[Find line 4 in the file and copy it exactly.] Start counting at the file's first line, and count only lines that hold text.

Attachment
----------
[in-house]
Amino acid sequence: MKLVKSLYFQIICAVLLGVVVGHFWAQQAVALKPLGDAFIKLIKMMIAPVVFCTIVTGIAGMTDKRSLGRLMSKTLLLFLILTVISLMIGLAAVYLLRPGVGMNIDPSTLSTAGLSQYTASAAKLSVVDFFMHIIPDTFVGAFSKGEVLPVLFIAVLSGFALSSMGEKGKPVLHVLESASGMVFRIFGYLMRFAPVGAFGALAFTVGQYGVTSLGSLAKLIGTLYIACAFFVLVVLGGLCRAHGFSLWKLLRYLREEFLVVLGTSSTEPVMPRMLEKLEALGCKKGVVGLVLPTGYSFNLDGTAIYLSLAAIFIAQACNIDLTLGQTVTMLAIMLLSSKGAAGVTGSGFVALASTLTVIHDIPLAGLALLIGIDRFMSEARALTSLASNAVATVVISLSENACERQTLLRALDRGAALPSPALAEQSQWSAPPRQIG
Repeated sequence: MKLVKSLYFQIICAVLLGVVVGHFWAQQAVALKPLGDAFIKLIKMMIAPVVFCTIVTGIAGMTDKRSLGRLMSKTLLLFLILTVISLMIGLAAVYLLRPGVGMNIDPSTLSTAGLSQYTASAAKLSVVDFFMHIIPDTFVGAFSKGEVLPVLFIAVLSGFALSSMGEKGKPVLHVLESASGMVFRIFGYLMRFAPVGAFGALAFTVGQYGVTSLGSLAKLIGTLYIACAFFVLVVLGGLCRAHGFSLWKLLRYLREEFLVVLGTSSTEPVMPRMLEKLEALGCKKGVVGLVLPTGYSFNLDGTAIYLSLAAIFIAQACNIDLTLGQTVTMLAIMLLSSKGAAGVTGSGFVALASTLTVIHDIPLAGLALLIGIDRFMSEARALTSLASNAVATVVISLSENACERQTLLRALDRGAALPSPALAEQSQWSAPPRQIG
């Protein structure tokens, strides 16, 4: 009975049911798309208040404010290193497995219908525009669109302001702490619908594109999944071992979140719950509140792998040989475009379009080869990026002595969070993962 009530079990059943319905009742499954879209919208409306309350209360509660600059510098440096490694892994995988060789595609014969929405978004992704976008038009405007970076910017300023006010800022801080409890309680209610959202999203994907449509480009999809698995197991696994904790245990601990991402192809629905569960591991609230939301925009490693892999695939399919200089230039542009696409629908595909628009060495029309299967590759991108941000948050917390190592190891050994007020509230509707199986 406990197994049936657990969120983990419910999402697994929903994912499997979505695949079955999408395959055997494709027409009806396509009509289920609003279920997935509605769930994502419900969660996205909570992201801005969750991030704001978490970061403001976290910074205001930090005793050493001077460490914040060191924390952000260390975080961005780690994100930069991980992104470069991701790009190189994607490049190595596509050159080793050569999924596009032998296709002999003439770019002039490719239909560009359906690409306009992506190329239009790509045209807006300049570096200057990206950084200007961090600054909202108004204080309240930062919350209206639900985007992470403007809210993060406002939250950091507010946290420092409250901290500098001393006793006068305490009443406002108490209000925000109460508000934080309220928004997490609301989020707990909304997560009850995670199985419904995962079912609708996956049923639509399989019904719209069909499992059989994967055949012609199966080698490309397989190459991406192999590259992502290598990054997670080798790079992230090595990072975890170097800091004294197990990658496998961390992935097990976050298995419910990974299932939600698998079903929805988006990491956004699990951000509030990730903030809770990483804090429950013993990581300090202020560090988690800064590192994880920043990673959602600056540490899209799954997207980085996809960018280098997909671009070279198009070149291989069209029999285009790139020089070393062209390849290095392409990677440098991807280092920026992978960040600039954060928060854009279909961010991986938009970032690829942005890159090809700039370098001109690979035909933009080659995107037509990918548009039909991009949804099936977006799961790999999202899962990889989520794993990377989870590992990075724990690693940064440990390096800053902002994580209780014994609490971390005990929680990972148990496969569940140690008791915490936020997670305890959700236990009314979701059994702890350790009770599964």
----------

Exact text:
């Protein structure tokens, strides 16, 4: 009975049911798309208040404010290193497995219908525009669109302001702490619908594109999944071992979140719950509140792998040989475009379009080869990026002595969070993962 009530079990059943319905009742499954879209919208409306309350209360509660600059510098440096490694892994995988060789595609014969929405978004992704976008038009405007970076910017300023006010800022801080409890309680209610959202999203994907449509480009999809698995197991696994904790245990601990991402192809629905569960591991609230939301925009490693892999695939399919200089230039542009696409629908595909628009060495029309299967590759991108941000948050917390190592190891050994007020509230509707199986 406990197994049936657990969120983990419910999402697994929903994912499997979505695949079955999408395959055997494709027409009806396509009509289920609003279920997935509605769930994502419900969660996205909570992201801005969750991030704001978490970061403001976290910074205001930090005793050493001077460490914040060191924390952000260390975080961005780690994100930069991980992104470069991701790009190189994607490049190595596509050159080793050569999924596009032998296709002999003439770019002039490719239909560009359906690409306009992506190329239009790509045209807006300049570096200057990206950084200007961090600054909202108004204080309240930062919350209206639900985007992470403007809210993060406002939250950091507010946290420092409250901290500098001393006793006068305490009443406002108490209000925000109460508000934080309220928004997490609301989020707990909304997560009850995670199985419904995962079912609708996956049923639509399989019904719209069909499992059989994967055949012609199966080698490309397989190459991406192999590259992502290598990054997670080798790079992230090595990072975890170097800091004294197990990658496998961390992935097990976050298995419910990974299932939600698998079903929805988006990491956004699990951000509030990730903030809770990483804090429950013993990581300090202020560090988690800064590192994880920043990673959602600056540490899209799954997207980085996809960018280098997909671009070279198009070149291989069209029999285009790139020089070393062209390849290095392409990677440098991807280092920026992978960040600039954060928060854009279909961010991986938009970032690829942005890159090809700039370098001109690979035909933009080659995107037509990918548009039909991009949804099936977006799961790999999202899962990889989520794993990377989870590992990075724990690693940064440990390096800053902002994580209780014994609490971390005990929680990972148990496969569940140690008791915490936020997670305890959700236990009314979701059994702890350790009770599964």